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Old December 20th, 2012, 12:25 PM   #1
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Low Cut (frequency) switch- how and when

I've got a low cut switches on my mic and also on the mixer I am playing around with. And scratching my head.

From what I've read, the low cut switch helps if there is wind, or some kind of ambient noises.

I've noticed on the mixer side if I switch the Low cut to "-----" the sound is much warmer, boomier. I kinda like that. With it in the /ŻŻŻŻ sound a little thinner, for lack of a better term.

The switch on the mic, same effect, but not nearly a pronounced.

So if you have a mic with a switchable low cut, I'm guessing you would keep that in the off? or --- and on the mixer switch to on? /ˉˉˉ, not not have both set to the same?

Normally when I switch on the mic, I just go all the way from OFF to /ˉˉˉˉˉ.

So on or off for:

Indoor interview
Outdoor interview
Recording ambient

Thanks so much.

Jonathan
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Old December 20th, 2012, 12:35 PM   #2
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Re: Low Cut (frequency) switch- how and when

it all depends, some low cuts on a Mic can be in between the capsule and the op amp so can be more effective at preventing low frequently buffering or rumble.

They all tend to be 80 or 90 Hz but may have different shelving this should be in the spec. personally I tend to keep the 80 Hz filters on all the time with my mixer but use the Mic one depending on what I am recording and if it is needed to prevent any handling or wind buffering noise.

it can be hard to hear the effects but a good set of headphones will help and whilst there are no hard rules I tend to leave the Mic ones on my capacitors on all the time but have 80 and 160 available on my mixer but with a smooth shelving so they tend to just cut very low rumble or wind noise.
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Old December 20th, 2012, 12:42 PM   #3
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Re: Low Cut (frequency) switch- how and when

Thanks Gary for this and other posts.

Just to make sure I'm on the same page, which is on, ----- or /ŻŻŻŻ ?
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Old December 20th, 2012, 01:16 PM   #4
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Re: Low Cut (frequency) switch- how and when

Please tell us specifically what microphone you are asking about. If you are talking about experimenting with your AT822, please note that until you get it connected properly, you will never see "typical" or "normal" results with it.

The straight line symbol indicates that the response is "flat". In other words, the low-end is NOT rolled off.
The line with the left ("low") side bent down designates that the low frequencies are rolled off.

Under "normal" conditions, it is probably better to keep the low frequencies CUT (filter turned ON). While you CAN filter out low frequencies during post-production editing, it is very possible that strong LF noises (as from wind) will generate such high audio levels that it will affect how the rest of the spectrum is recorded. It could influence your auto-level settings, or it could even overload the mic preamp. So unless you are recording something with a significant low-end (steam engine, flamenco tap dancing, mondo pipe organ, etc.) roll off the low frequencies and save yourself some potential grief.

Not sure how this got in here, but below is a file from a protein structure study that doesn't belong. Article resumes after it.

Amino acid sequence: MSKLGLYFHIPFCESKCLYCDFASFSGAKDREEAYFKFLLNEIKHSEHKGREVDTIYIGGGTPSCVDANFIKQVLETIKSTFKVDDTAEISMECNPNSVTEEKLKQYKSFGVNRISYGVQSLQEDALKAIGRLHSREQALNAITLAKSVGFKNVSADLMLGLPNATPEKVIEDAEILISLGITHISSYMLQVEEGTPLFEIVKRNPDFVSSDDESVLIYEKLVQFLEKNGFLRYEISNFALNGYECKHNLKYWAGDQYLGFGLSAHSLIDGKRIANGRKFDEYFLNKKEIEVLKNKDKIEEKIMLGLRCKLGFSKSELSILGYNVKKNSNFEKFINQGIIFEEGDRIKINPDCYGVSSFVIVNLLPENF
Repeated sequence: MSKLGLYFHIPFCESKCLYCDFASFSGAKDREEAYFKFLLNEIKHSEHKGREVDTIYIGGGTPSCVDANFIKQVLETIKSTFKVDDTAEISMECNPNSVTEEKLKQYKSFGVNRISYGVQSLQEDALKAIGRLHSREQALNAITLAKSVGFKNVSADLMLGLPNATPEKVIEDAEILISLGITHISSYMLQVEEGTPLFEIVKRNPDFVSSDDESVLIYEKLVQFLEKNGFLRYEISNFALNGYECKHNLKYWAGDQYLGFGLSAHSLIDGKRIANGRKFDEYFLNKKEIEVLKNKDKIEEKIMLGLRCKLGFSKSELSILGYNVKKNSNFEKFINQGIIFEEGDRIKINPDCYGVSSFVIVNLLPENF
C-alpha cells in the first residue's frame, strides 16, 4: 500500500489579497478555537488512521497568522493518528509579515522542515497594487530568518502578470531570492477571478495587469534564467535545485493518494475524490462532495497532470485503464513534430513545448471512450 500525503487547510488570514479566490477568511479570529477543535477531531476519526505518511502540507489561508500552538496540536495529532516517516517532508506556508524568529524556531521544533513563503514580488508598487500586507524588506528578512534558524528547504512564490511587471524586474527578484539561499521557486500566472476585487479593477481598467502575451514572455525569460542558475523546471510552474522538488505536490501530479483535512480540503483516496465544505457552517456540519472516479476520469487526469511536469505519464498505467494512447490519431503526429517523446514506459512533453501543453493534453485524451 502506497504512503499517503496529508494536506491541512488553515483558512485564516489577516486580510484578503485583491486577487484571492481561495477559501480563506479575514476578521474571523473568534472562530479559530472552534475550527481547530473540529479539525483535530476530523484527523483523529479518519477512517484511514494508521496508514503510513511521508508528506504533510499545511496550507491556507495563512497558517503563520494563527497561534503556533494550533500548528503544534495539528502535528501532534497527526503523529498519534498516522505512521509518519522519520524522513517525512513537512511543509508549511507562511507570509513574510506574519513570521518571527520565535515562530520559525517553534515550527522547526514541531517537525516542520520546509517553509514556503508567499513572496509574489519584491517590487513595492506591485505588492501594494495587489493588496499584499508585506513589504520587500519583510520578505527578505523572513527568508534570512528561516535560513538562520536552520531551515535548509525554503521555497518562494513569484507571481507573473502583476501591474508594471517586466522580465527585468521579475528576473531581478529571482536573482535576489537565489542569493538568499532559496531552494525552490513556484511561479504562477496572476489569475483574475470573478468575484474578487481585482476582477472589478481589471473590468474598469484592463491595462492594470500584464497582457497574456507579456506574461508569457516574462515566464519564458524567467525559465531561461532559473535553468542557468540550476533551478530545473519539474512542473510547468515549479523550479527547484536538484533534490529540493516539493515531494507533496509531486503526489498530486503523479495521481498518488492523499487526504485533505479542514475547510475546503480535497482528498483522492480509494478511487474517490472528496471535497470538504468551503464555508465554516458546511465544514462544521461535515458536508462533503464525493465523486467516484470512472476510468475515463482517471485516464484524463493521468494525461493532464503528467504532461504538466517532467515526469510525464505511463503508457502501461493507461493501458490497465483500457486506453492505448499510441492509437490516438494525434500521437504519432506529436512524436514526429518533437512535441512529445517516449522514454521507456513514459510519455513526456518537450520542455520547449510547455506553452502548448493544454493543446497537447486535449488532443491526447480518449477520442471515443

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Old December 20th, 2012, 02:05 PM   #5
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Re: Low Cut (frequency) switch- how and when

Hi Richard.

How did you know I might be referring to the AT 822 ;-}

OK. So it seems that keeping it on may not have consequences. Cool. And thanks for clearing up on (left bent line) and Off (flat line).

Do most mikes have the low cut filter option switch or is my AT stereo mic an exception. And this gets back to my other question: if the low cut is ON on the mic, should it be redundant to also have it on on the mixer, or does that introduce trouble? Or is it on one or the other?

Again, I am re-thinking and need to figure out what to invest in some mic equipment sooner than later.

Jonathan
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Old December 20th, 2012, 02:07 PM   #6
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Re: Low Cut (frequency) switch- how and when

When recording full range sounds, such as music, indoors on a fixed stand, record with the flat setting. When recording outdoors or on a handheld boom, you want the low cut setting to cut wind and handling noise.

When recording a person with a high voice (child, woman, tenor), you can probably leave the low cut active at all times. Recording a person with a deep voice for a movie trailer or radio promo is best done with the flat setting.

I prefer adding the cut at the mic, rather than the recorder. The further upstream, the better as it keeps large spikes from distorting things downstream.

It's really a trade off. When cutting the low frequencies are you cutting bad sounds (wind/handling/plosives) or are you cutting good sounds (bass drum, chest voice...)? When you have both, it's a judgment call for the audio engineer.
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Old December 20th, 2012, 02:22 PM   #7
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Re: Low Cut (frequency) switch- how and when

Thanks Jon!
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